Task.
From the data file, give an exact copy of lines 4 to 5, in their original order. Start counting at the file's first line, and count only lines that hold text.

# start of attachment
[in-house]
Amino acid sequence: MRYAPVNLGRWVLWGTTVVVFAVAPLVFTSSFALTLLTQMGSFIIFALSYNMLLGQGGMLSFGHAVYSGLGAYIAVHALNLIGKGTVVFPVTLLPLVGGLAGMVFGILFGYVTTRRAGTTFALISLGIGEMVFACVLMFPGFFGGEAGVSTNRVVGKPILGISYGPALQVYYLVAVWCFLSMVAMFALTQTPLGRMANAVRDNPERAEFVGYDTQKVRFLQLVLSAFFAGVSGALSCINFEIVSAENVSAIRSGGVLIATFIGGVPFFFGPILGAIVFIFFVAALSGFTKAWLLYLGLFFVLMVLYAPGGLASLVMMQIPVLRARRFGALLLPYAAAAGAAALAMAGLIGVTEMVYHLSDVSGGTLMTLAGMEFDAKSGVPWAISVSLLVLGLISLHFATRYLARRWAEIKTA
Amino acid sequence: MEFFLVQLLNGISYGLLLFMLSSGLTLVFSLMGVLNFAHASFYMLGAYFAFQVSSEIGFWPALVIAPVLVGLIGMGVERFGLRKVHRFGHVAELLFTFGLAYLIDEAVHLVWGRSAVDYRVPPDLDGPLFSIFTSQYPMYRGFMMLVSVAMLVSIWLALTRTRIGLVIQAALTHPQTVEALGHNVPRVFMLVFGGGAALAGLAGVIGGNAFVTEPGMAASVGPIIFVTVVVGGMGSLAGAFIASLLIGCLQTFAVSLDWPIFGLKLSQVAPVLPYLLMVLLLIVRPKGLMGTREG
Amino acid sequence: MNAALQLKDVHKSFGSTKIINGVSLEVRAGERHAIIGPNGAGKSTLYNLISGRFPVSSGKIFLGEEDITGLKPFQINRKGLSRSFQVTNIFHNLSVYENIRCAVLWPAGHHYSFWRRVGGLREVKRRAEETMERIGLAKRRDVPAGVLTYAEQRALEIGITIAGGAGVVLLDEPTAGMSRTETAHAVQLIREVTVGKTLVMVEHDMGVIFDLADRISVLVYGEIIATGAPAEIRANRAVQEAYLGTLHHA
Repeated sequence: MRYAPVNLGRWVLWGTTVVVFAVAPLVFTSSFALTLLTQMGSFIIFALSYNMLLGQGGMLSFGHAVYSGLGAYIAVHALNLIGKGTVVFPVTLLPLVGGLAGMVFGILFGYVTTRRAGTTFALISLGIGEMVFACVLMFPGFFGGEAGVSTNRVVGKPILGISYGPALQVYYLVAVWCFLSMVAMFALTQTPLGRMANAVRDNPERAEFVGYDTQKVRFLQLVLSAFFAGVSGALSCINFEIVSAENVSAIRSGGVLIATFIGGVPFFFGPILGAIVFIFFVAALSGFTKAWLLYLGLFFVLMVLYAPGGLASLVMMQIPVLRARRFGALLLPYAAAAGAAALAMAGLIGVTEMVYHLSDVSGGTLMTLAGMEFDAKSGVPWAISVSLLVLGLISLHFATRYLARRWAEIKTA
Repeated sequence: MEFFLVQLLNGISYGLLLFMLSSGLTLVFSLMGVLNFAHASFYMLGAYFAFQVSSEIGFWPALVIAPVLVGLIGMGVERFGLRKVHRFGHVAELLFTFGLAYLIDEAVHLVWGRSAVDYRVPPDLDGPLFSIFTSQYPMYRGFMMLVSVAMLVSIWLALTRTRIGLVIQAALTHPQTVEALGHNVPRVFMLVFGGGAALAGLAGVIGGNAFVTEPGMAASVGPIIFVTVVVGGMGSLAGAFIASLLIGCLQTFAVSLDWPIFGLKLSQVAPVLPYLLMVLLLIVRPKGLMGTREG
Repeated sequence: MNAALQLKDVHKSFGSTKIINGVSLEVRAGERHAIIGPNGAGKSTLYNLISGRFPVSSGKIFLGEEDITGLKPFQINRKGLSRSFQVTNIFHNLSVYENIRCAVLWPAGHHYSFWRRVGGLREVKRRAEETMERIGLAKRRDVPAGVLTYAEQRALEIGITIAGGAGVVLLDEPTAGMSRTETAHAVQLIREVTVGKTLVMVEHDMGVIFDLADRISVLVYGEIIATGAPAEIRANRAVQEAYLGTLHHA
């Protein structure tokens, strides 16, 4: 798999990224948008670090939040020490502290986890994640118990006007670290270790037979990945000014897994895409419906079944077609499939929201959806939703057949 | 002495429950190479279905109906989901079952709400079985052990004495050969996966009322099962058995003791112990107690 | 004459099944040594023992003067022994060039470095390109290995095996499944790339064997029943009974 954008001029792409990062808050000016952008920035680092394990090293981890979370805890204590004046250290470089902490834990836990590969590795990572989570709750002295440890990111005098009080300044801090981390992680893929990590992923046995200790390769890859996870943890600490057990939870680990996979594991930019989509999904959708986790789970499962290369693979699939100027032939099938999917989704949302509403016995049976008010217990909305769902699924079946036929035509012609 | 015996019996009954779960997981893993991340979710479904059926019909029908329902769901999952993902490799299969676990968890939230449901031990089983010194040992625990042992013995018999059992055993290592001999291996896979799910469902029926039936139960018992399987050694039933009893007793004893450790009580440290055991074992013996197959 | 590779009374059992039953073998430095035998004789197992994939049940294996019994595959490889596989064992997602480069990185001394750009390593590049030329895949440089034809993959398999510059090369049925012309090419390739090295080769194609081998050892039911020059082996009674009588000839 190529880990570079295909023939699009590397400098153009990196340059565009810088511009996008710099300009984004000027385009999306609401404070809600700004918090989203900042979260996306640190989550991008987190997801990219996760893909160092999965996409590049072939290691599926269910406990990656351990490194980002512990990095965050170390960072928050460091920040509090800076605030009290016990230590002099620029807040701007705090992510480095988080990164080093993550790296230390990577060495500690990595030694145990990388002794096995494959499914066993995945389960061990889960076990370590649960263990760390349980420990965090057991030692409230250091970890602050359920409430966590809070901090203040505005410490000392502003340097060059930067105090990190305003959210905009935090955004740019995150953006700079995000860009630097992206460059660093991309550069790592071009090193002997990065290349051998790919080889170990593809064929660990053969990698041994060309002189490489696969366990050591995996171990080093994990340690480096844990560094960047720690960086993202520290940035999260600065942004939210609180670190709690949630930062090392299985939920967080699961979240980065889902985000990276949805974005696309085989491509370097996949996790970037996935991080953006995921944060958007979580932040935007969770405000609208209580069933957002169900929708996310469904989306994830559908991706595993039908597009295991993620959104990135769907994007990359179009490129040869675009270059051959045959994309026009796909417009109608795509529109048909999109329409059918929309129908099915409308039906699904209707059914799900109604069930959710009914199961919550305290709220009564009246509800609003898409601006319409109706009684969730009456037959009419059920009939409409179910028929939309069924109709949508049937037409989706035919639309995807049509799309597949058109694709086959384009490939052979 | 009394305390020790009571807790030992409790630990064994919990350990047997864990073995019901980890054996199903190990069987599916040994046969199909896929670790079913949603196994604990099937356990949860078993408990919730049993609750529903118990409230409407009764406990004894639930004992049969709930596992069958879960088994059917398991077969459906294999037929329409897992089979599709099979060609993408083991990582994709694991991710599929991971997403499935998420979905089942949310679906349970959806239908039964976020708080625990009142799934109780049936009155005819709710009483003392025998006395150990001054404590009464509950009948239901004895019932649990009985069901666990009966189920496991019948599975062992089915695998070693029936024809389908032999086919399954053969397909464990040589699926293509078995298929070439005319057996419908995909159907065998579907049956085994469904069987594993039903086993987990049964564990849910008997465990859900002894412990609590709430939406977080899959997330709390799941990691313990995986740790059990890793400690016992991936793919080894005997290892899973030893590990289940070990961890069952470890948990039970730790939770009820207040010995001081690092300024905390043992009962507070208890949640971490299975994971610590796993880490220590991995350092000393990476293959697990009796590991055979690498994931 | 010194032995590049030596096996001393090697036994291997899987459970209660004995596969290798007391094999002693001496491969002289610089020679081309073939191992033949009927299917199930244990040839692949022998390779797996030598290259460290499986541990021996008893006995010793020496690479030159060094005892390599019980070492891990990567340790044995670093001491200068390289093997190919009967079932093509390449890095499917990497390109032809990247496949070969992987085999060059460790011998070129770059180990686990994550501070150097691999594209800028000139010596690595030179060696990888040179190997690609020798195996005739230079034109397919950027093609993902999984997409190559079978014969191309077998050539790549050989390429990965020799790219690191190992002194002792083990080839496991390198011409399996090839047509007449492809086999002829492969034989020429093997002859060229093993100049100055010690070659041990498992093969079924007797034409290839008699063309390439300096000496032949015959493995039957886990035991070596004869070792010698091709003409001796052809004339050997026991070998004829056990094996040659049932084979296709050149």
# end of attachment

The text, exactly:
Amino acid sequence: MNAALQLKDVHKSFGSTKIINGVSLEVRAGERHAIIGPNGAGKSTLYNLISGRFPVSSGKIFLGEEDITGLKPFQINRKGLSRSFQVTNIFHNLSVYENIRCAVLWPAGHHYSFWRRVGGLREVKRRAEETMERIGLAKRRDVPAGVLTYAEQRALEIGITIAGGAGVVLLDEPTAGMSRTETAHAVQLIREVTVGKTLVMVEHDMGVIFDLADRISVLVYGEIIATGAPAEIRANRAVQEAYLGTLHHA
Repeated sequence: MRYAPVNLGRWVLWGTTVVVFAVAPLVFTSSFALTLLTQMGSFIIFALSYNMLLGQGGMLSFGHAVYSGLGAYIAVHALNLIGKGTVVFPVTLLPLVGGLAGMVFGILFGYVTTRRAGTTFALISLGIGEMVFACVLMFPGFFGGEAGVSTNRVVGKPILGISYGPALQVYYLVAVWCFLSMVAMFALTQTPLGRMANAVRDNPERAEFVGYDTQKVRFLQLVLSAFFAGVSGALSCINFEIVSAENVSAIRSGGVLIATFIGGVPFFFGPILGAIVFIFFVAALSGFTKAWLLYLGLFFVLMVLYAPGGLASLVMMQIPVLRARRFGALLLPYAAAAGAAALAMAGLIGVTEMVYHLSDVSGGTLMTLAGMEFDAKSGVPWAISVSLLVLGLISLHFATRYLARRWAEIKTA